Tuesday, May 1, 2012

Making Sense of the Bo Xilai Story

The downfall of Chongqing's former party chief Bo Xilai and the allegations that his wife Gu Kailai was responsible for the death of British businessman Neil Heywood is a story fit for Hollywood and of immense significance in China. I refrained from writing anything about it since I saw little I could add to what had already been written. But I will share some of the recent pieces I have found either useful for understanding the evolving story or simply eye-opening.

The article "China's Bo Xilai affair: where the case stands" by Peter Ford on The Christian Science Monitor provides an overview of what is known at the moment:
Heywood's death and the Bo couple's detention are two of the few indisputable facts in a murky affair whose political ramifications are magnified by Bo's importance: Until scandal overtook him, he was a contender for one of the top nine jobs in the ruling Communist Party. It is clear to anyone familiar with the way Chinese politics works that Bo's enemies have used and amplified the scandal to bring him down.

Almost everything else about the case is speculation based on unidentified sources whose motives in recounting the case's details are unclear. The police have said nothing, and the absence of reliable information has left the field clear for a welter of dramatic rumors, spreading like wildfire on the Chinese equivalent of Twitter, ranging from the type of poison used to kill Heywood to an impending military coup.

The case began to crack open Feb. 7, when photographs appeared on Weibo (China's version of Twitter) showing an unusual congregation of police outside the US Consulate in Chengdu, 170 miles from Chongqing. Two days later, another blogger posted the passenger manifest of a flight from Chengdu to Beijing showing that Bo's right-hand man, Wang Lijun, had taken that flight in the company of a vice minister of security.

Mr. Wang, it transpired, had fled to the US consulate, apparently seeking asylum, but left of his own accord when he was sure that regional police loyal to Bo wouldn't take him into custody.

Wang was almost certainly not going to be given asylum by the United States. He had been the chief of police in Chongqing during Bo's noisy antimafia campaign, which critics and victims complained had relied heavily on torture. But before handing himself over to the Chinese security chief and disappearing into an interrogation room somewhere, Wang showed US diplomats a police file suggesting that Ms. Gu had been involved in Heywood's murder.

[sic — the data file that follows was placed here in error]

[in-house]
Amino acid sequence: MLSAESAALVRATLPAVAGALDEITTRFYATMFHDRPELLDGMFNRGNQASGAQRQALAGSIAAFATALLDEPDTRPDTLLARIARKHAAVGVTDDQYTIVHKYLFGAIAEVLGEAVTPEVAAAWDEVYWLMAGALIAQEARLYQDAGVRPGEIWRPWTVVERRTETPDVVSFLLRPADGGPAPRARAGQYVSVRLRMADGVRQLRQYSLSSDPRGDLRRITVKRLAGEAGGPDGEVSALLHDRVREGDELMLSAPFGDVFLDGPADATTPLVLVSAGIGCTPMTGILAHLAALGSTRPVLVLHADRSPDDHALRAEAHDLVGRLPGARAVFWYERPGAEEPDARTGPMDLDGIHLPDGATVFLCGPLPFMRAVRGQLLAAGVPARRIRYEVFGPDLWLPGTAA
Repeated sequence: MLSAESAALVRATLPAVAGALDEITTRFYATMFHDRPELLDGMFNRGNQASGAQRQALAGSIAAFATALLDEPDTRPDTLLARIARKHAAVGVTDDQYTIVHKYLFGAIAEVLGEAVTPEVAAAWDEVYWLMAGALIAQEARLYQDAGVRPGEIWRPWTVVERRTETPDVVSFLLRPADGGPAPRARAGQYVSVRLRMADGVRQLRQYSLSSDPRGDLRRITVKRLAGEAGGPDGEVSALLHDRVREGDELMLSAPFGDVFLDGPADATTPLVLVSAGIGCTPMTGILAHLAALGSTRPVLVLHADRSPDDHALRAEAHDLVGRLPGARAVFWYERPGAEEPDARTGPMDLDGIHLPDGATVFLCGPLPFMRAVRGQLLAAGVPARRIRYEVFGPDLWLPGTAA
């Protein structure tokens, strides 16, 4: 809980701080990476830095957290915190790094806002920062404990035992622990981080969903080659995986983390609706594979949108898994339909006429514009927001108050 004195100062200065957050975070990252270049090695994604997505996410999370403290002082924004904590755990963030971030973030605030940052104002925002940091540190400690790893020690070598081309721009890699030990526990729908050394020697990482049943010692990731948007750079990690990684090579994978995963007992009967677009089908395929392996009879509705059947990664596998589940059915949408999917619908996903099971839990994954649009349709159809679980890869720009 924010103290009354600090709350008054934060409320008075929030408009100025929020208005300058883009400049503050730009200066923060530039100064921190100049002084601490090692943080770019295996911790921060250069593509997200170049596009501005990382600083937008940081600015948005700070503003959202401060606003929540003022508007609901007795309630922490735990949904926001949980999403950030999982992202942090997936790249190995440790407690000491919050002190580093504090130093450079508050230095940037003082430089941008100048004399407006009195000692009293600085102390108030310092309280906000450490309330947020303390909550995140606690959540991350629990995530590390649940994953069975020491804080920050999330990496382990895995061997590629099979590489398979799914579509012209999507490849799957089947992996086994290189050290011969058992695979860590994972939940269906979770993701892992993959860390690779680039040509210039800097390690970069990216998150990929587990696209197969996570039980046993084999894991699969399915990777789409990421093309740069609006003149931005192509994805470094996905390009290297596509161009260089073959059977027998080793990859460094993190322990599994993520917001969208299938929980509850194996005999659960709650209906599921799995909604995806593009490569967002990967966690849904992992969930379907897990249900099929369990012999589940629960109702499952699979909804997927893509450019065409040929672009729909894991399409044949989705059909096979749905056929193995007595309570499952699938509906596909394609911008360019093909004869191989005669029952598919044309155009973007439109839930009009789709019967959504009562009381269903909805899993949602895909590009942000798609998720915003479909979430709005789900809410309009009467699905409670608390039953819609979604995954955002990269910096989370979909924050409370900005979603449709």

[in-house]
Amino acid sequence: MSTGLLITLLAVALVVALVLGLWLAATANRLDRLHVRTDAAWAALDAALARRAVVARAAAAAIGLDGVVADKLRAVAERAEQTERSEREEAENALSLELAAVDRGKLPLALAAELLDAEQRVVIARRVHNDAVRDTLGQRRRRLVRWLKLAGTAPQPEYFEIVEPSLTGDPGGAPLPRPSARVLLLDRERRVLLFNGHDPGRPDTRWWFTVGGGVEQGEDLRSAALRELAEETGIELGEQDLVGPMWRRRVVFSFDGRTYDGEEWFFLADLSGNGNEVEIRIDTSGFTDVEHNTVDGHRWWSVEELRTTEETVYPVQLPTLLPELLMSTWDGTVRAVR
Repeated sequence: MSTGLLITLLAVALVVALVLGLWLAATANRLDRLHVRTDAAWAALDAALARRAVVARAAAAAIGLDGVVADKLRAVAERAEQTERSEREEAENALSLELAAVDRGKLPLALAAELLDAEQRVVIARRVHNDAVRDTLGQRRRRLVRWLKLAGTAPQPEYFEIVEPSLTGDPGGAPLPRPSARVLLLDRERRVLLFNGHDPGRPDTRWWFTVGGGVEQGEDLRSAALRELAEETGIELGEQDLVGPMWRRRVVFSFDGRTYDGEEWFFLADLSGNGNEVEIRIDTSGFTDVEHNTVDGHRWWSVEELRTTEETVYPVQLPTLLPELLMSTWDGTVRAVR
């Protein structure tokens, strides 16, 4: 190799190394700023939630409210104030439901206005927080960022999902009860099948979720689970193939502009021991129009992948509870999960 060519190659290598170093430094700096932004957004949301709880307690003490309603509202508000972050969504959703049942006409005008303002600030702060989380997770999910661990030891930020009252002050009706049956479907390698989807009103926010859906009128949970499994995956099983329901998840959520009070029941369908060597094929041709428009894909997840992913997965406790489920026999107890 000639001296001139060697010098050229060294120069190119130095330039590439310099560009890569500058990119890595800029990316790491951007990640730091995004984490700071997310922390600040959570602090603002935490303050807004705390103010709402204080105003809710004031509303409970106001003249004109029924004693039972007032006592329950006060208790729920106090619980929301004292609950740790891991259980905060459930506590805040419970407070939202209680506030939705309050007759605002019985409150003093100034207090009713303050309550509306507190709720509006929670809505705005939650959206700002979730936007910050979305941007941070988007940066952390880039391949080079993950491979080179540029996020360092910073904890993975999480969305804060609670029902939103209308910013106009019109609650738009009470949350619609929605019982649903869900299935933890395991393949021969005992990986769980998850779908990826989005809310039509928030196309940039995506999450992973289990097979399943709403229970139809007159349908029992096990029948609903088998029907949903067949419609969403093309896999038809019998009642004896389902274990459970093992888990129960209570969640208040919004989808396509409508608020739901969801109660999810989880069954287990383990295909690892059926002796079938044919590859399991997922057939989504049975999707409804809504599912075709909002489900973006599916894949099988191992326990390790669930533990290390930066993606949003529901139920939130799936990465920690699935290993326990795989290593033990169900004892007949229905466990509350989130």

As mentioned by Ford, there is much about the case that is only speculation. Hannah Beech on Time in her post "The Bo Xilai Rumor Mill: Is There a Method Behind the Wild Speculation?" (H/T Gady Epstein) shares some of the challenges in piecing together the truth. For example:
While reporting this week’s TIME’s magazine story about Bo, I talked within a 24-hour period to five Chinese (academics, advisers and state-linked journalists) with access to the halls of power in Beijing. Three of them compared Bo to Hitler, each saying that Bo was manipulating a naive populace just like the German dictator once did. I would have believed one person coming up with a Hitler analogy on his own. But three? Then two of the five gave the exact same convoluted explanation of how Bo’s transgressions were worse than that of Bill Clinton in the Monica Lewinsky affair. I pushed one of the experts, and it became clear he didn’t really know much about the Lewinsky scandal at all. Later that day, a Chinese journalist told me that the media publication he worked for had received an internal notice comparing Bo’s actions to that of Clinton. While his media organization did not run any editorial comparing Bo and Clinton, I was the recipient of this talking point from two different people.
Regardless, more details continue to be reported. Today I saw what has to be one of the most bizarre in the Reuter's article "Exclusive: Bo's wife dressed as Chinese army general after Heywood death: source" by Chris Buckley (H/T Ray Kwong for the link and appropriate adjective):
A few days after Heywood was killed in Chongqing, southwest China in November, Gu strode into a meeting of police officials wearing a military uniform and gave a rambling speech in which she told the startled officials that she was on a mission to protect the city's police chief, Wang Lijun, the source said.

"First she said that she was under secret orders from the Ministry of Public Security to effectively protect Comrade Wang Lijun's personal safety in Chongqing," said the source, adding that she wore a green People's Liberation Army (PLA) uniform with a major-general's insignia and bristling with decorations.

"It was a mess," he said of Gu's speech, which circulated among some police and officials. "I reached the conclusion that she would be trouble."

It was not clear to those present why Gu, who had never served in the military, had put on a PLA uniform or what she was trying to convey with her vow to protect Wang, the source said. The incident, on or about November 20, left the officials even more bewildered about her mental state, he added.
Despite having a deep background in cognitive neuroscience, without more details I will restrain myself from any commentary on this report.

Later, I will share in a similar fashion some pieces about how the story is being reported in China and the heavy censorship of related online discussion. For now, I recommend reading the above pieces which provide enough to digest for one post. Or movie.

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